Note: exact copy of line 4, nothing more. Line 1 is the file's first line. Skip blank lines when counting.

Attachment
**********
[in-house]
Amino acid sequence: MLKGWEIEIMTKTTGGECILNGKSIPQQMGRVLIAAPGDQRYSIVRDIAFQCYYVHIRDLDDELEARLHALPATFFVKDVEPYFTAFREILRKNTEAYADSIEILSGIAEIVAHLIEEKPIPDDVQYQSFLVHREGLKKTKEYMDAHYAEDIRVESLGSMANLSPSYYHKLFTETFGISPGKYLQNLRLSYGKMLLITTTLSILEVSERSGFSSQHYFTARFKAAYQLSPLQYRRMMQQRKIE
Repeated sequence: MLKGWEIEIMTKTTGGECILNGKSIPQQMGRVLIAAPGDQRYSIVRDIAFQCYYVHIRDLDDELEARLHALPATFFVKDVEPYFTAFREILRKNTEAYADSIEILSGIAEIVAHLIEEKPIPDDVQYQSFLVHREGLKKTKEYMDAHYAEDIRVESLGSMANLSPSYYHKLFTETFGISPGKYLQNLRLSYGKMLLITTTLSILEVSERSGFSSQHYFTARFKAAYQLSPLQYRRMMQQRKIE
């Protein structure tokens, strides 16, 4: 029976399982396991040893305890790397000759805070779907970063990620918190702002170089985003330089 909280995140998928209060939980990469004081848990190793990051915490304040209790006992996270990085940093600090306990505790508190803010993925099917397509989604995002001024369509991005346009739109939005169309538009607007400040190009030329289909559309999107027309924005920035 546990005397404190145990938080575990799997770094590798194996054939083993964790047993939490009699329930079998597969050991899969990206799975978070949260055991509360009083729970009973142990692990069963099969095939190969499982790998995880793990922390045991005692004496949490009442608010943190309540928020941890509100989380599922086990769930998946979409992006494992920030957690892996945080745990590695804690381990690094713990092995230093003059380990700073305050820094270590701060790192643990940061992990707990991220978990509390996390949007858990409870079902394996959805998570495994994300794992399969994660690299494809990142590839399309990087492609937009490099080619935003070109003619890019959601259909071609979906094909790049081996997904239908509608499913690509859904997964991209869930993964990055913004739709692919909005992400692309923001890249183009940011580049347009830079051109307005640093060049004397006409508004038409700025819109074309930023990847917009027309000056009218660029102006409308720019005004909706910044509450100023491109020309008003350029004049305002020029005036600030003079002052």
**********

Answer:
């Protein structure tokens, strides 16, 4: 029976399982396991040893305890790397000759805070779907970063990620918190702002170089985003330089 909280995140998928209060939980990469004081848990190793990051915490304040209790006992996270990085940093600090306990505790508190803010993925099917397509989604995002001024369509991005346009739109939005169309538009607007400040190009030329289909559309999107027309924005920035 546990005397404190145990938080575990799997770094590798194996054939083993964790047993939490009699329930079998597969050991899969990206799975978070949260055991509360009083729970009973142990692990069963099969095939190969499982790998995880793990922390045991005692004496949490009442608010943190309540928020941890509100989380599922086990769930998946979409992006494992920030957690892996945080745990590695804690381990690094713990092995230093003059380990700073305050820094270590701060790192643990940061992990707990991220978990509390996390949007858990409870079902394996959805998570495994994300794992399969994660690299494809990142590839399309990087492609937009490099080619935003070109003619890019959601259909071609979906094909790049081996997904239908509608499913690509859904997964991209869930993964990055913004739709692919909005992400692309923001890249183009940011580049347009830079051109307005640093060049004397006409508004038409700025819109074309930023990847917009027309000056009218660029102006409308720019005004909706910044509450100023491109020309008003350029004049305002020029005036600030003079002052």